I have known several people who profess deep faith but refuse to become part of a church family. They drift along some of the megachurches or just stay home and criticize the church. For many of them the issue is pride. They want to be Christians on their own terms and will not be held accountable.

If some of these lone ranger believers were to commit to a local church family both the celebrity and the local congregation would be blessed. The biblical model for Christianity is the local congregation as idealized in Acts 2 and in the less exemplary Corinthian church. The church is not perfect but it is blessed by God.

Ministries who chase after celebrities and CEOs for membership on boards and as speakers at fundraising events ought to heed the warning in James 2 about paying undue attention to the wealthy.

Wednesday, February 06, 2008

Everyone can celebrate Lent

Lent is not just for Catholics anymore. You don't need to be from a liturgical tradition or even high church to celebrate Lent. In the Christian tradition Lent, the 40 days that precede Easter, is a time set aside for spiritual growth, inner reflection, and service to others.

Many Christians see Lent as a time for sacrifice. No meat. No chocolate. No TV. No cigarettes. You get the drift. Lent can be so much more than that. It is a time for spiritual reawakening. It is a time to reconcile with God. Even as the earth prepares for spring's rebirth, we prepare to celebrate the greatest gift of all, the resurrection of our Lord, Jesus Christ.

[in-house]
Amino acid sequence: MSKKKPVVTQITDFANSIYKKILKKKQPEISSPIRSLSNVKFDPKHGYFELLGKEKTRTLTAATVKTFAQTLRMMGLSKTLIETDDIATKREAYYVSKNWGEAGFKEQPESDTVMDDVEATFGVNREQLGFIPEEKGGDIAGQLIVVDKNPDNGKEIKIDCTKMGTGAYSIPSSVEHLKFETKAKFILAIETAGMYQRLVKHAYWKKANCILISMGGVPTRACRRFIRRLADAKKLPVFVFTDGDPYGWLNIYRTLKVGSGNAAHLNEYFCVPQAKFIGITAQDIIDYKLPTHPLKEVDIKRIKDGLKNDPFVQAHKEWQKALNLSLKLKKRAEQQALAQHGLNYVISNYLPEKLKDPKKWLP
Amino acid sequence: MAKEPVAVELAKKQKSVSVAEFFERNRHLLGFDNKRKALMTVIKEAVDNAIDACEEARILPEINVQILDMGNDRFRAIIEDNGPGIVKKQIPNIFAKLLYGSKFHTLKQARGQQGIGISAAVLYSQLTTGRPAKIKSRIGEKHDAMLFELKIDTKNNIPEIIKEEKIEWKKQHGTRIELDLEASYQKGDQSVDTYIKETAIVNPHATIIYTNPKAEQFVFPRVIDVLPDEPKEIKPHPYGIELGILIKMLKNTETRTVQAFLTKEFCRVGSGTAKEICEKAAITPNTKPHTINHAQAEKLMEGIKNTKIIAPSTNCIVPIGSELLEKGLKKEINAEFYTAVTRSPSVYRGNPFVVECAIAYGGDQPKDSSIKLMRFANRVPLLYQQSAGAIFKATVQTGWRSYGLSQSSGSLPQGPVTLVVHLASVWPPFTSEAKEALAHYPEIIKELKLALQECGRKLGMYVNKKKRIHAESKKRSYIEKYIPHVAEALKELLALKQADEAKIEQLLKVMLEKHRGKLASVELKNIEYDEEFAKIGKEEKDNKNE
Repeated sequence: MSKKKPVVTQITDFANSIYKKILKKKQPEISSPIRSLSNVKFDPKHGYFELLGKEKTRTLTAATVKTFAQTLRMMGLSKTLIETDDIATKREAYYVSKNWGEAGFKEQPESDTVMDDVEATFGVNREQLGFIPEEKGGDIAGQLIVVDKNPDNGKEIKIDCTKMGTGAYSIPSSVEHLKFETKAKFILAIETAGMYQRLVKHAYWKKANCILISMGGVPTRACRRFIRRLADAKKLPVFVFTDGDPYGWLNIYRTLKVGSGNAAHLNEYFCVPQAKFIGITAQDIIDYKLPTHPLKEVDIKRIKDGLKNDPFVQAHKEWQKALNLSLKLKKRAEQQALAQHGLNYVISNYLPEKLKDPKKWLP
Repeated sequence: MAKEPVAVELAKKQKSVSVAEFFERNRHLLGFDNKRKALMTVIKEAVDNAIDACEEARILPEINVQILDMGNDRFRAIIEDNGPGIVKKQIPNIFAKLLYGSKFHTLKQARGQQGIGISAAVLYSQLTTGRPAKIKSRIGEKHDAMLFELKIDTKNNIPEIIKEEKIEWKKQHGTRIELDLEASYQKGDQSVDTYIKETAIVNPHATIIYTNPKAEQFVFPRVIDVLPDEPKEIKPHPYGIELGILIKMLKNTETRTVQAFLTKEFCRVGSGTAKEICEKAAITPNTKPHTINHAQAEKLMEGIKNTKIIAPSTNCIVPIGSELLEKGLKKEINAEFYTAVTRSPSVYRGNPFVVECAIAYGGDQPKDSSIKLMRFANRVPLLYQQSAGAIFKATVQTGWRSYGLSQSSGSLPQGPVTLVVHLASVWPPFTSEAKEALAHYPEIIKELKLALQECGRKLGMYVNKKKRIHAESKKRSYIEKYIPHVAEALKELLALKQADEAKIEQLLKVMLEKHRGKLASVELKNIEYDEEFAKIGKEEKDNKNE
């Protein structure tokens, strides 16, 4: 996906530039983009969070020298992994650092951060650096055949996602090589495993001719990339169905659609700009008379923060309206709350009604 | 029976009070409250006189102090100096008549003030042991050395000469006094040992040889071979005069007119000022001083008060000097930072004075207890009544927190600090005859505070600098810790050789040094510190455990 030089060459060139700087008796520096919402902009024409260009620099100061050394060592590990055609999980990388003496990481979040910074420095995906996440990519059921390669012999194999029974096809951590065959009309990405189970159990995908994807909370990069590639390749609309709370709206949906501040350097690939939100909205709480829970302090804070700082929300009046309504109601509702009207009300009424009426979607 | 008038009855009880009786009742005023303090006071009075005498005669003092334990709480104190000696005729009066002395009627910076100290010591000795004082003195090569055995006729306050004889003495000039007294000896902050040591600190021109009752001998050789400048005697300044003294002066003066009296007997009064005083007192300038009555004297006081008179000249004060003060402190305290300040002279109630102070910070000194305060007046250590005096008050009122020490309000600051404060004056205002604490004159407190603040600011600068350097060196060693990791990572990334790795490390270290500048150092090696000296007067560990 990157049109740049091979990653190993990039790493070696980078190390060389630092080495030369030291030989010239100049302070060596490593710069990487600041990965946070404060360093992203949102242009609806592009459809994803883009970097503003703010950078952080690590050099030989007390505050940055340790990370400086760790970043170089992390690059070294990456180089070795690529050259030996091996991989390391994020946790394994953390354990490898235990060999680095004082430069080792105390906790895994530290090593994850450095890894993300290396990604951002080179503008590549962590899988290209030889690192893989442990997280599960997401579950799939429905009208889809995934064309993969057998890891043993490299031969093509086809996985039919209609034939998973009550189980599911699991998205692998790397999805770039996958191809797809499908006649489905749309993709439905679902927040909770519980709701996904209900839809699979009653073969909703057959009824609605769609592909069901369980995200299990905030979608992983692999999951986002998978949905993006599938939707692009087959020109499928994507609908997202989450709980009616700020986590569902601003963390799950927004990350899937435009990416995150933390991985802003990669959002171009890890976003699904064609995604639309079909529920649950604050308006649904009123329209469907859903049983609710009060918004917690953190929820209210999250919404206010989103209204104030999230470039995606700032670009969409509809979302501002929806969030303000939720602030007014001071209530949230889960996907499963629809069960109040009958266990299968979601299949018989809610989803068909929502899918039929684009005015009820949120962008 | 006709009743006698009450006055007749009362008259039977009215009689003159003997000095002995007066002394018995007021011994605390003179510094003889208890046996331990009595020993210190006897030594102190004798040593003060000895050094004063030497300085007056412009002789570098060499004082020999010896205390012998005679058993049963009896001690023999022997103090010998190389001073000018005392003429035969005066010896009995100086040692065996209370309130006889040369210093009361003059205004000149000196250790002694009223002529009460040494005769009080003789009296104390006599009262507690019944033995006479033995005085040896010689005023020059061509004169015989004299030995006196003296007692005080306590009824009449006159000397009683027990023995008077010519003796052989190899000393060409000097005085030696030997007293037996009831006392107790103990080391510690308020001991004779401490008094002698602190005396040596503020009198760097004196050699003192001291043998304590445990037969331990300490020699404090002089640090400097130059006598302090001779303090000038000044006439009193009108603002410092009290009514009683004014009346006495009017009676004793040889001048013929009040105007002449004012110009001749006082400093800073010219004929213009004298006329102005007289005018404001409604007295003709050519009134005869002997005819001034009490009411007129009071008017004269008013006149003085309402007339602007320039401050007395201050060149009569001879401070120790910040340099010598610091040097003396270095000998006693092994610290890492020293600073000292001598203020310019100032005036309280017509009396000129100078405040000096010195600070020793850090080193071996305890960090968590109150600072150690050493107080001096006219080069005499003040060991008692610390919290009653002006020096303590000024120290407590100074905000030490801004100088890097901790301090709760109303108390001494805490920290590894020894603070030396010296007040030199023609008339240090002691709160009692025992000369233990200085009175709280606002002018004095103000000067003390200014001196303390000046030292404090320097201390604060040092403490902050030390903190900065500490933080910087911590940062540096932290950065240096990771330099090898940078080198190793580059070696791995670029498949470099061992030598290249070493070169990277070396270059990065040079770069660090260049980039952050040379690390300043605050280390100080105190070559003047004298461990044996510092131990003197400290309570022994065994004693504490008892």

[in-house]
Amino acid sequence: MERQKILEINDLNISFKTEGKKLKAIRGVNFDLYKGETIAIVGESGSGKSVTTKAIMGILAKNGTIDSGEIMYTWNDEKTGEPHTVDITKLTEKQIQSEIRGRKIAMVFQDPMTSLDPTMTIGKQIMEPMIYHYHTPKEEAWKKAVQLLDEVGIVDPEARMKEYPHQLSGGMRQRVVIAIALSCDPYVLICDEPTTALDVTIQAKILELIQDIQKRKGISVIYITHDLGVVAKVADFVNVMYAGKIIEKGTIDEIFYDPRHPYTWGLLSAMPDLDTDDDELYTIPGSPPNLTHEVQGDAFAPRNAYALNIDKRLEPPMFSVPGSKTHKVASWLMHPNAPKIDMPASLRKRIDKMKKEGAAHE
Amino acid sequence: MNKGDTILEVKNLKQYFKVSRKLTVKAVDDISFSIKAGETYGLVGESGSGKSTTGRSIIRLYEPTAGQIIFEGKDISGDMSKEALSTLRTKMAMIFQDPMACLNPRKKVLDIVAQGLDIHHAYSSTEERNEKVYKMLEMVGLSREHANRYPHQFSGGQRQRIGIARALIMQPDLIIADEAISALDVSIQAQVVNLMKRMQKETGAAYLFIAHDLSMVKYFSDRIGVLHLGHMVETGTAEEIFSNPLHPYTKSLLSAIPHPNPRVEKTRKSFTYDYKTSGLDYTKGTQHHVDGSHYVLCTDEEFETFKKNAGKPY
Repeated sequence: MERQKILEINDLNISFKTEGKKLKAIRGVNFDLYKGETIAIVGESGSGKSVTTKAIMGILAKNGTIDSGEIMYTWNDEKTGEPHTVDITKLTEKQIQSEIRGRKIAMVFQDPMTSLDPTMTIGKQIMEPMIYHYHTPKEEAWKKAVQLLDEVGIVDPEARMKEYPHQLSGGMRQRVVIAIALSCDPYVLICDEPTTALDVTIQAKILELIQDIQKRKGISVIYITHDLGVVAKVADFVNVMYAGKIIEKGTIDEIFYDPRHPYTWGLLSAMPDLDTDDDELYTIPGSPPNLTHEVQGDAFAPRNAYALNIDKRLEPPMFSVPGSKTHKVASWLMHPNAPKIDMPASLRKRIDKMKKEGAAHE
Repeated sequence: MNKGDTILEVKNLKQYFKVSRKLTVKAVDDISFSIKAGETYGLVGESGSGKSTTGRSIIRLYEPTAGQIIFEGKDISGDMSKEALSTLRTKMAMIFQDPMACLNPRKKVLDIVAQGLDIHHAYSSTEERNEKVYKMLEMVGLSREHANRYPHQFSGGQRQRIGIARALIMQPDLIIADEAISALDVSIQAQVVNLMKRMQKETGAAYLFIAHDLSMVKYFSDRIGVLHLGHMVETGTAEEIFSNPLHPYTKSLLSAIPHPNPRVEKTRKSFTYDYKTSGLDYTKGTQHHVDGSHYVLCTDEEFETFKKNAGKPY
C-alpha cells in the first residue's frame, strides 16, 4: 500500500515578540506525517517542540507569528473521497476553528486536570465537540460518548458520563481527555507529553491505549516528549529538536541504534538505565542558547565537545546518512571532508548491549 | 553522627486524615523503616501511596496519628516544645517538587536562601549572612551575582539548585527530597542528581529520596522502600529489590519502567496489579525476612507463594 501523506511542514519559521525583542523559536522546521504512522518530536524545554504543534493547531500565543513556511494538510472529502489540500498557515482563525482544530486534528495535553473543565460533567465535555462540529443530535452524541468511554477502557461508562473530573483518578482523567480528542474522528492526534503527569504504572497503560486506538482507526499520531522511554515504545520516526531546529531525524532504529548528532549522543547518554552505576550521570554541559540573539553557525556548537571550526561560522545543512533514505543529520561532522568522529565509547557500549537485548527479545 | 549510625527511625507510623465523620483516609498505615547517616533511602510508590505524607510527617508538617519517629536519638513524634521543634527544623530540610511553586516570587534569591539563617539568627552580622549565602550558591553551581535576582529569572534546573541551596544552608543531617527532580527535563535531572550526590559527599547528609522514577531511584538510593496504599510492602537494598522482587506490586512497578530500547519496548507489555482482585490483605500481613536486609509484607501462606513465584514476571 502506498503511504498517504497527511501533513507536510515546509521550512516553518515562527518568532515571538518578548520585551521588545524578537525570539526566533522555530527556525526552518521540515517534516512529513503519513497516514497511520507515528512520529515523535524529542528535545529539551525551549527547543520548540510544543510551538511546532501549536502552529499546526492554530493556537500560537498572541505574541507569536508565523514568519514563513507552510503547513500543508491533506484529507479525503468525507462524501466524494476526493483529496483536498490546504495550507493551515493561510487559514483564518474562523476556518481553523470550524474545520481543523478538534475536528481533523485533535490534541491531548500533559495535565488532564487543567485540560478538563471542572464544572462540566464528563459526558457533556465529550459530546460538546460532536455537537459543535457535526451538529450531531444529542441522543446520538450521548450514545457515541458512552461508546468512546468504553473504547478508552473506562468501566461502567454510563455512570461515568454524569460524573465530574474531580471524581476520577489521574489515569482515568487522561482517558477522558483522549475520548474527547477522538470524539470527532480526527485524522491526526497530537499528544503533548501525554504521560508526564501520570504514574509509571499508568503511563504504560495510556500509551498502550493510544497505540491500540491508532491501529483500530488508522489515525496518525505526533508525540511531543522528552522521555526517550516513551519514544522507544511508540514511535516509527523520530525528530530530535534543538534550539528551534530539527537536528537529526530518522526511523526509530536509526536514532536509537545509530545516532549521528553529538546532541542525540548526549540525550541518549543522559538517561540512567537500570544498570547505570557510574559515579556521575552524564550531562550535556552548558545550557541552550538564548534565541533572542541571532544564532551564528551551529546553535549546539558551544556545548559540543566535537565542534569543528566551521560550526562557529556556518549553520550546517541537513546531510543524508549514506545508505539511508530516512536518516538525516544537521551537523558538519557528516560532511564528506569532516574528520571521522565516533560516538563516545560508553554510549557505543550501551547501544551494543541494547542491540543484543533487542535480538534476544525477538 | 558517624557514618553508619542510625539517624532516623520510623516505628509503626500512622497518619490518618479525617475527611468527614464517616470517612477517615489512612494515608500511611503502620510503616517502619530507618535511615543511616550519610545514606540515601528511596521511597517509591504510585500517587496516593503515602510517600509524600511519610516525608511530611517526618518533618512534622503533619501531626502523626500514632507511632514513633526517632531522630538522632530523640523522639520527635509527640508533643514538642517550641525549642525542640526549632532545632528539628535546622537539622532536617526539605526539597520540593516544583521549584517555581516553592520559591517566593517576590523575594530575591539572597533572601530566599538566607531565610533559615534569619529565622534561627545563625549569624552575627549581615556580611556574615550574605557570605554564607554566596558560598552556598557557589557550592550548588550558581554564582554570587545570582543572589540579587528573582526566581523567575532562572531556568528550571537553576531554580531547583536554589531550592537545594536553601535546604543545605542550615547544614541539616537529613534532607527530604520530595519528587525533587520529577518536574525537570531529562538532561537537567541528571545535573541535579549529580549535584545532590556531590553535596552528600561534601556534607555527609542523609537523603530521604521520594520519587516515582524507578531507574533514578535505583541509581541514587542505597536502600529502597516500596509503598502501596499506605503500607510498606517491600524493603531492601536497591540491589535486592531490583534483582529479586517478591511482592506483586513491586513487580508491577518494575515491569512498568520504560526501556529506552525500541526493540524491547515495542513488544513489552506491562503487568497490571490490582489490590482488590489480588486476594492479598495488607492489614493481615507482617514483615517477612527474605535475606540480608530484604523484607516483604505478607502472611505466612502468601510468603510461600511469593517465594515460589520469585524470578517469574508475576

There are some ways we can celebrate Lent to bring spiritual growth:
• Improve your focus on God. Stop doing the things that keep you from God. Is it TV? Parties? Overspending? Or something else? Eliminate or cut back and spend that time productively.
• Forgive somebody. An ancient tradition in the church was that, during Lent, those who had been ostracized for notorious sins were welcomed back into the fold.
• Pray. Ask God every day during Lent to tell you what he wants you to do.
• Attend worship. If you have fallen out of the habit of going to church, start back up. You're still welcome. No need to wait for Easter.
• Give stuff away. Go through your closet and pass along some things you no longer use.
• Read the Bible. Start with the Gospel of Mark. Read it all the way through or just a few passages a day.
• Join a small group Bible study or start one with your friends and/or neighbors. You could even start one during lunchtime at work.
• Visit someone at a nursing home. It could be a friend or relative or you can call and ask if they have an adopt-a-grandparent program.
• Volunteer for PADS or at a local food pantry.
• Do a kind deed for a neighbor, friend, coworker or relative.